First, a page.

By Hilary Chiew
COMMENT Tiger in A’Famosa Resort exploited for commercial gain. Two women from Madagascar arrested at the Kuala Lumpur International Airport (KLIA) for smuggling more than 400 pieces of rare species from the island state off mainland Africa. An apparent criminal syndicate was busted with not only stolen cars but scores of protected birds and other mammals in a warehouse in the capital city.
These are very likely, pardon the cliché, the tip of the iceberg of the extent of wildlife abuse and trafficking in this country that constantly boasts of being one of the 12 mega biodiversity centres in the world.
And they all have one thing in common – they were not exposed by the Department of Wildlife and National Park (Perhilitan).
The exploit of A’Famosa was filmed by a young girl who was disgusted with the state of abuse the majestic cat was subjected to in a profit-driven outlet capitalising on the draw of the animal in the lunar calendar year of the tiger, no less.
The KLIA seizure was carried out by the Customs Department while the “mini zoo” discovery was purely accidental and opportunistic, piggy-backing on a police raid.
Sure, Perhilitan has some successful enforcement cases that it announced now and then through press conferences. And in no way am I belittling the efforts of its Wildlife Crime Unit.
However, seizure is one thing and bringing the matter to justice is another. Unfortunately, the latter is sorely lacking.
Take the case of A’Famosa. Perhilitan said it is awaiting a statement from the videographer or whoever that posted the clip on popular video-sharing site YouTube before handing the investigation paper to the Attorney-General's Chambers.
Sound fair enough. Let’s just hope that it won’t be conveniently forgotten once the hype is gone.
Prior to the outcry generated by this YouTube posting that culminated in a protest outside the resort supported by local showbiz celebrities Rina Omar and Bernie Chan in late May, the same resort had also been criticised for capitalising on the species which is the animal in the Chinese zodiac for the 2010 lunar new year.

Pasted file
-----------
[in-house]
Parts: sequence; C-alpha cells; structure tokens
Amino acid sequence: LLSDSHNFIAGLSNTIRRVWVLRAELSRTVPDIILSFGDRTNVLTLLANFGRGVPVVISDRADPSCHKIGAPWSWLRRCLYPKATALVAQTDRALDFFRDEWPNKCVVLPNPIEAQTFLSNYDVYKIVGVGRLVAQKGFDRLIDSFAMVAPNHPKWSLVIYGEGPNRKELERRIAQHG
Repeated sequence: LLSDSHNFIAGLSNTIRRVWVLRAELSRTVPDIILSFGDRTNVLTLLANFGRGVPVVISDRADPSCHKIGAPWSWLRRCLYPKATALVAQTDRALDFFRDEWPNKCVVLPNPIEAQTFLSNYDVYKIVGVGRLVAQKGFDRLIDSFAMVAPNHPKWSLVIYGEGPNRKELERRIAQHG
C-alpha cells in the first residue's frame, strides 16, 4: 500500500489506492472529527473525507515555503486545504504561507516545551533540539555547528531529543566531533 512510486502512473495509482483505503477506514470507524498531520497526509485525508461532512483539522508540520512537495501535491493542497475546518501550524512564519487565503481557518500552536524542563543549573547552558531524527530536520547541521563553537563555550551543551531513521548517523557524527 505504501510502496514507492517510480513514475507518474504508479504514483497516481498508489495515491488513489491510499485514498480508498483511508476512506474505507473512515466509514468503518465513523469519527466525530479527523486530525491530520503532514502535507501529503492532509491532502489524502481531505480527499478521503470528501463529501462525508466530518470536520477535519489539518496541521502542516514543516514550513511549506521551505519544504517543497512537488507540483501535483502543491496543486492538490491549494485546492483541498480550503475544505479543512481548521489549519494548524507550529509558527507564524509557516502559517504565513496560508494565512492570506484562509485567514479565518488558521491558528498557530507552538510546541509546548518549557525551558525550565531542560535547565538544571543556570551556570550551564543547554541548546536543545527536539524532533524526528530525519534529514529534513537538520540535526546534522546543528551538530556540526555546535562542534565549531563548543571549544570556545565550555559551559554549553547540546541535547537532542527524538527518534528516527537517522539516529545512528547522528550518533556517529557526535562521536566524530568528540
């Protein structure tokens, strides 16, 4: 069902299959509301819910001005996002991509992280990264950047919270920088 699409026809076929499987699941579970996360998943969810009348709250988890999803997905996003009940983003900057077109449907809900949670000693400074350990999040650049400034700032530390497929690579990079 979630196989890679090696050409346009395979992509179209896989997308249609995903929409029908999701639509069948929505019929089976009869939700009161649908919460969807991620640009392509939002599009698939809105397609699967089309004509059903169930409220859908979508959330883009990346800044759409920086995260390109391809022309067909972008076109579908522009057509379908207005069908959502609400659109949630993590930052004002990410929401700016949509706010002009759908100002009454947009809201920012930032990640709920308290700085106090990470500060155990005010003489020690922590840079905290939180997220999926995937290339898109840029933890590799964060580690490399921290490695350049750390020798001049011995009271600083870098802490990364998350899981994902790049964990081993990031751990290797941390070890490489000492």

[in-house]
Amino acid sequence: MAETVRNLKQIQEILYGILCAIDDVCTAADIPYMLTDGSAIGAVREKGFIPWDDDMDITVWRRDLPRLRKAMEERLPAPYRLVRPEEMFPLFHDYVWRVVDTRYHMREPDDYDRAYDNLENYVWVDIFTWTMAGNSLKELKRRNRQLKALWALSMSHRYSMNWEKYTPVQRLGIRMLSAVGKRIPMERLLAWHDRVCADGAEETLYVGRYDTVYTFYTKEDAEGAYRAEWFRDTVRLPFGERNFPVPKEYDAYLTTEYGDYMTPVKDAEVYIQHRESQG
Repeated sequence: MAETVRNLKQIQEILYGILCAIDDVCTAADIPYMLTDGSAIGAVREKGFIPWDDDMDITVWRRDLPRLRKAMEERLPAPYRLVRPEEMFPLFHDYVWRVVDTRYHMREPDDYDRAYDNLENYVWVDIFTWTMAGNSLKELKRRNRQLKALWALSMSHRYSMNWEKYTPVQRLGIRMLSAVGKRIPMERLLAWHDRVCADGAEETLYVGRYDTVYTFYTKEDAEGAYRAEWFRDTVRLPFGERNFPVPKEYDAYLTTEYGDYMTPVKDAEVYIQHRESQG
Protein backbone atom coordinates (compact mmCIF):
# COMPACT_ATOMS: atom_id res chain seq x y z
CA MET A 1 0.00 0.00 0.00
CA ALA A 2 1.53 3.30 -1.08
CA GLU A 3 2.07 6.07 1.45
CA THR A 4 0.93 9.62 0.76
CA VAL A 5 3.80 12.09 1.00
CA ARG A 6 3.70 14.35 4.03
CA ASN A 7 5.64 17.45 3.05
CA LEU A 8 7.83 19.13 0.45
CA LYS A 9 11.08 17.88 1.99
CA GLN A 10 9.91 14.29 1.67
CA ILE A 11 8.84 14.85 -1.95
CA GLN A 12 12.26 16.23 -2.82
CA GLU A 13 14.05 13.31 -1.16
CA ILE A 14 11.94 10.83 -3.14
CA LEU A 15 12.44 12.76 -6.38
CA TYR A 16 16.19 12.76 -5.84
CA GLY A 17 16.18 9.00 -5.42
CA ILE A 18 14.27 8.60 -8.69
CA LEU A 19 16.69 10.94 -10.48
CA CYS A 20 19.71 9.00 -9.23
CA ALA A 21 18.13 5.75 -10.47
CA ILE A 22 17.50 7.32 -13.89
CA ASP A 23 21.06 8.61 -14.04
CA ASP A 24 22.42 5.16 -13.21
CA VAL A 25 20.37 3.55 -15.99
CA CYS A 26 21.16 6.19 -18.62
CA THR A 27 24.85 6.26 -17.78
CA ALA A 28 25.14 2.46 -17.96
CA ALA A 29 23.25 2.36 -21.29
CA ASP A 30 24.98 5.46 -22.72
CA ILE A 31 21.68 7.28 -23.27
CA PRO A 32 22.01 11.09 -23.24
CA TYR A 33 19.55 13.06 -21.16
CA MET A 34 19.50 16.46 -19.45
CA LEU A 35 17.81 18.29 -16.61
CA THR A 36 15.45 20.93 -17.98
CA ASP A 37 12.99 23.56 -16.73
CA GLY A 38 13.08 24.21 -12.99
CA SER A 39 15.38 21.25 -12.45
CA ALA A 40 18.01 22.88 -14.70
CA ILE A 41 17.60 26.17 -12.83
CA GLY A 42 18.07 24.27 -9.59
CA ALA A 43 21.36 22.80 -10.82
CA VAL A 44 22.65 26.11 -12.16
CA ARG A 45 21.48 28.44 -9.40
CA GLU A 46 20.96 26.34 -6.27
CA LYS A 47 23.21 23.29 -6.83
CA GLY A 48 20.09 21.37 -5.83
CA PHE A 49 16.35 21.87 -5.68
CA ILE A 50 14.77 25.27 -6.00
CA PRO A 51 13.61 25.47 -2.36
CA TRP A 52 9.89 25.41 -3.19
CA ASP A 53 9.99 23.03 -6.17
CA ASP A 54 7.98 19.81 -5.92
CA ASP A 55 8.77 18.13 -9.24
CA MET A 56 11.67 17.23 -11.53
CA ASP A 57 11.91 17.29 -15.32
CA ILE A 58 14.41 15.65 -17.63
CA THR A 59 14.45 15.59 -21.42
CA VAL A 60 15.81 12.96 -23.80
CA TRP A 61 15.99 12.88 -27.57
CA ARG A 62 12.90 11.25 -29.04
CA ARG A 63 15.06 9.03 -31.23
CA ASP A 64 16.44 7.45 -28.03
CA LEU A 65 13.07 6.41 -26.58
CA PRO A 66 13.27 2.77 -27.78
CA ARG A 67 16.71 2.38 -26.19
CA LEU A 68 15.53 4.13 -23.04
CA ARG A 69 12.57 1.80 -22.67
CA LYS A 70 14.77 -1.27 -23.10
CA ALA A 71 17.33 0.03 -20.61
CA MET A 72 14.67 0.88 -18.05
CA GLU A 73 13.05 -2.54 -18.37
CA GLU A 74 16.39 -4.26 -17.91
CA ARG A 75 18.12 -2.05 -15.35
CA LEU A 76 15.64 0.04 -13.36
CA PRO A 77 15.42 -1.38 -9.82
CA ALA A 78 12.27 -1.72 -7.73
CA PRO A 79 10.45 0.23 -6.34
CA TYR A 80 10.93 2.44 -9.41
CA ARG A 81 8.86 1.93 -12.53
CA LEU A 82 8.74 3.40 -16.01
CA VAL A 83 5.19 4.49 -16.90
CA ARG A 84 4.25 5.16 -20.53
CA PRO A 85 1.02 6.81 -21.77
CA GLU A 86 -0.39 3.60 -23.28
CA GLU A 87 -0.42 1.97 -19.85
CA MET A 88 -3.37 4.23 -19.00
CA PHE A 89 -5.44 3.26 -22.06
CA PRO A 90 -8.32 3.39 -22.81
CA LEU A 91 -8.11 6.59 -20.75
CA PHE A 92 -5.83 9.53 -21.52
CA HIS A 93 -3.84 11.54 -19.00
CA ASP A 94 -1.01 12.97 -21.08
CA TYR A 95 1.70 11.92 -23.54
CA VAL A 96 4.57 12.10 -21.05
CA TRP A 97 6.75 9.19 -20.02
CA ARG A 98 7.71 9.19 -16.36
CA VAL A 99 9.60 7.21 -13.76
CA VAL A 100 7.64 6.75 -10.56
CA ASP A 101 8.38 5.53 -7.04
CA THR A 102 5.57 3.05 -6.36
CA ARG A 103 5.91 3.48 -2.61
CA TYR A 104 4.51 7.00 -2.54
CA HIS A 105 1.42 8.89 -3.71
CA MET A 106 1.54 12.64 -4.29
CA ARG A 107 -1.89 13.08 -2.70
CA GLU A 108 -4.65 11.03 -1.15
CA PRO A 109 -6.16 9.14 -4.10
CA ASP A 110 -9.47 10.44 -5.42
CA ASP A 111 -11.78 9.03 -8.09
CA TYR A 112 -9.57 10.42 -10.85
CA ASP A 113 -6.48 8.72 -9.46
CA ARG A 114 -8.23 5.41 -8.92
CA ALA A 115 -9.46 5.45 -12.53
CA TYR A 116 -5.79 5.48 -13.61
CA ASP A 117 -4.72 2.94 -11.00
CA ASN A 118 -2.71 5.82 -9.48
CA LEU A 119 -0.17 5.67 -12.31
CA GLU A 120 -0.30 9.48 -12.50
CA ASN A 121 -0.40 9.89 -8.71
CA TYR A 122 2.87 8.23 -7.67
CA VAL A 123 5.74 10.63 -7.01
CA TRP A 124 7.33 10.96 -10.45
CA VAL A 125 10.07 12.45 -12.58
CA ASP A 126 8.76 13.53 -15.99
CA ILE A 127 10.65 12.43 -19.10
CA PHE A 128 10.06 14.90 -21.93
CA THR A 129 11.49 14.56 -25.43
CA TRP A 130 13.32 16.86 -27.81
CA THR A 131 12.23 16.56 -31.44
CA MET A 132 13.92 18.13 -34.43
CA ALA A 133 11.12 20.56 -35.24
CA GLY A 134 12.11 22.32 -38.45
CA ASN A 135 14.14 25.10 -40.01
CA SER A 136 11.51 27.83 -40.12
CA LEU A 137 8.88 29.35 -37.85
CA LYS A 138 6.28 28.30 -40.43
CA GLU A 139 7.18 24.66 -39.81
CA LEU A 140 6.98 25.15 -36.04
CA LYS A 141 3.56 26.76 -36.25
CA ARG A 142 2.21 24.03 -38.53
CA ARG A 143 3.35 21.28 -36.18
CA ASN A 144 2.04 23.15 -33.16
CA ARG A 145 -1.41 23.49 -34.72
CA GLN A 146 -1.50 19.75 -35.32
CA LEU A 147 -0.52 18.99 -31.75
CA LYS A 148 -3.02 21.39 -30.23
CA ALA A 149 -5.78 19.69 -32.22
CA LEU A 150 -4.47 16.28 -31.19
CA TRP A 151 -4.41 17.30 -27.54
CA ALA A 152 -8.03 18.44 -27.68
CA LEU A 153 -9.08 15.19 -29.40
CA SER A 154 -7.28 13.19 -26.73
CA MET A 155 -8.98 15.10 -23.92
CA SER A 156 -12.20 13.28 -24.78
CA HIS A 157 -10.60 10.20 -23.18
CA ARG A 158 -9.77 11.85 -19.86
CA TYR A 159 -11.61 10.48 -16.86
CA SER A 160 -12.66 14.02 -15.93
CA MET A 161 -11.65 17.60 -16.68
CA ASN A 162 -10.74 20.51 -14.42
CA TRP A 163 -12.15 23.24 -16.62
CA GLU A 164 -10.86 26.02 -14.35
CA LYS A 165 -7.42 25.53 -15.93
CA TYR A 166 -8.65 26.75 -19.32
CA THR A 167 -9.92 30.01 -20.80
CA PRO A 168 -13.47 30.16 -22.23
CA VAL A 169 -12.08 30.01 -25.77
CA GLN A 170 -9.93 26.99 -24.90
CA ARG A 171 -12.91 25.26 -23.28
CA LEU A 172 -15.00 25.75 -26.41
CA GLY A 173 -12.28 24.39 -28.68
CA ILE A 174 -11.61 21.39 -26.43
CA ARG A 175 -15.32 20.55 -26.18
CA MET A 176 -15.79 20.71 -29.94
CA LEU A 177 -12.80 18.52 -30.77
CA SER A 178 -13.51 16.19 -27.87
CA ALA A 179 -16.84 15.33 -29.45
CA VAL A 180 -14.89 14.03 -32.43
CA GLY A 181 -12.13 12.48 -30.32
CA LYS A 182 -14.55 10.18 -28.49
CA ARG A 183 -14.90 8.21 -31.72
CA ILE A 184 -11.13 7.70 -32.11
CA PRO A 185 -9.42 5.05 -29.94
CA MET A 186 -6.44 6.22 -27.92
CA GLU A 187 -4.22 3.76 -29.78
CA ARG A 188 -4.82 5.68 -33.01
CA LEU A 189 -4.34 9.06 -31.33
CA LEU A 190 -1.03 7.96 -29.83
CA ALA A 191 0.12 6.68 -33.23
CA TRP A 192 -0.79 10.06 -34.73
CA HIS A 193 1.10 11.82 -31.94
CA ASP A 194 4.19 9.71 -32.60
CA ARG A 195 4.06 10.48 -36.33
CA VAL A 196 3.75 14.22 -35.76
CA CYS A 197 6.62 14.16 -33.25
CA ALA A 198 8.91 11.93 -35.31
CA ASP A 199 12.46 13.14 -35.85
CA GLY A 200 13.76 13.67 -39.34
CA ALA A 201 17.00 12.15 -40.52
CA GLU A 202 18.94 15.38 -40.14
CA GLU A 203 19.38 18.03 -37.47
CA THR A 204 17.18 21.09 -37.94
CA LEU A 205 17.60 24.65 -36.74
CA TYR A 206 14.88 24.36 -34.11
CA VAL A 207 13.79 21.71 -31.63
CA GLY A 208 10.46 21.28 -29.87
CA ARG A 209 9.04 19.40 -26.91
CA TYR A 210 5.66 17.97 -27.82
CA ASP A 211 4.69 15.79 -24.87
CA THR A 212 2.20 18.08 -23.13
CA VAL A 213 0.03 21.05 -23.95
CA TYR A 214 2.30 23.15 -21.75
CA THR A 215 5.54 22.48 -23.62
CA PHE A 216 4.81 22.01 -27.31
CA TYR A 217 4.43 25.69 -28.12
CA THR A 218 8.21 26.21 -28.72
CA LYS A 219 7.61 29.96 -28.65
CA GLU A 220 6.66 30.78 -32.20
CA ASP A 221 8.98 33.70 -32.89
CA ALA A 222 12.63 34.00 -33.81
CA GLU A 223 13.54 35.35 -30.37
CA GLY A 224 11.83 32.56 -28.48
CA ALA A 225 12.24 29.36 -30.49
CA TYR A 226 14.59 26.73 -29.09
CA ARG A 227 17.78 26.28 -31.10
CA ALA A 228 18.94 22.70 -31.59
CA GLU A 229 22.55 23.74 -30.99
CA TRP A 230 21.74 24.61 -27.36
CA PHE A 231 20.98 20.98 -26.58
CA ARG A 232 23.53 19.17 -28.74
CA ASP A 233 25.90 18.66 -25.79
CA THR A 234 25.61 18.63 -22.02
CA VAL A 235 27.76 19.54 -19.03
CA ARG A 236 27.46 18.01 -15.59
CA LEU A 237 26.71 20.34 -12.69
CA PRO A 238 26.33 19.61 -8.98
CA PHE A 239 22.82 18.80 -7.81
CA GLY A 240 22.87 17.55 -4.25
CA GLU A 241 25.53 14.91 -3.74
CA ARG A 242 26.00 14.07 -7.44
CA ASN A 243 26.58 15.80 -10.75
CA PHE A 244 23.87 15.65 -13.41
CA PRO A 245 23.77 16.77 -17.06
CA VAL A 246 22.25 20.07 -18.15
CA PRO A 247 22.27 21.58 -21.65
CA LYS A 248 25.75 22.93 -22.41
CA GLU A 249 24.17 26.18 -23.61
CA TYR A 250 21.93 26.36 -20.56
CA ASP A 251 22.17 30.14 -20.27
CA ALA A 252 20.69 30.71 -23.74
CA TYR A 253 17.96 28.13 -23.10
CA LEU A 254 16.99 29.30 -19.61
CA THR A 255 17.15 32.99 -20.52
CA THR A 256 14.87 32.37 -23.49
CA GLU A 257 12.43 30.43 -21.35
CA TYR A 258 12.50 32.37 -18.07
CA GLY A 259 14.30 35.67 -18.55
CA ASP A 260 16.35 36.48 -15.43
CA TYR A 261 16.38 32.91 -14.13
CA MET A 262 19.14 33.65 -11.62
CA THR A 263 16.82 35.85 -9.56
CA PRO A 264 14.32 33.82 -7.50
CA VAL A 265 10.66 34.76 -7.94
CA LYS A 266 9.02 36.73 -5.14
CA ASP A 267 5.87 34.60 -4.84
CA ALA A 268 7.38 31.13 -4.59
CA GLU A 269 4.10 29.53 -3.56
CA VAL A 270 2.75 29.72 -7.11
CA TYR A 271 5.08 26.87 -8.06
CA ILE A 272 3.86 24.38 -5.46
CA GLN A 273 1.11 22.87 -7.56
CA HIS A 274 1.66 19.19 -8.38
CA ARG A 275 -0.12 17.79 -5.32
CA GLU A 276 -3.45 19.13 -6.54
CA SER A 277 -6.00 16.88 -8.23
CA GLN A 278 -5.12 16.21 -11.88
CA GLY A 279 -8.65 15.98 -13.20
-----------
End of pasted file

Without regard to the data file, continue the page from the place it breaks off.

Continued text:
The YouTube video was evidence of such activities during the Chinese New Year judging from the background music.
At the same time, Saleng Zoo had also jumped on the bandwagon of the “roaring business”. It even ran a “tiger-for-loan” scheme for corporation or just anyone who is willing to pay a few thousands ringgit to temporarily “own” a cub for a few hours to do whatever with it as they pleased.
The zoo near Kulai, Johor, has been involved in a controversial tiger-breeding programme where the mortality rate of tiger cubs was high as well as being implicated in supplying cubs to other aspiring zoos and individual collectors; an activity that is not covered by its Special Permit as far as public knowledge is concerned.
But the zoo is unperturbed – it never fails to publicise the birth of its cubs, with an unabashed business sense. Somehow the births are timed perfectly for some festive celebration around the corner. And unsuspecting newspapers duly provide coverage, throwing in the patriotic act of boosting tourism for the state.
Permit to abuse
The issue begged a fundamental question – why are entities like A’Famosa, Saleng Zoo and Danga Bay Petting Zoo which are devoid of any conservation purposes allowed to keep totally protected animals like tigers?
In twisted logic fashion, these entities justified their utilisation of the animals for photography sessions as a financial source for feeding and upkeep of the animals.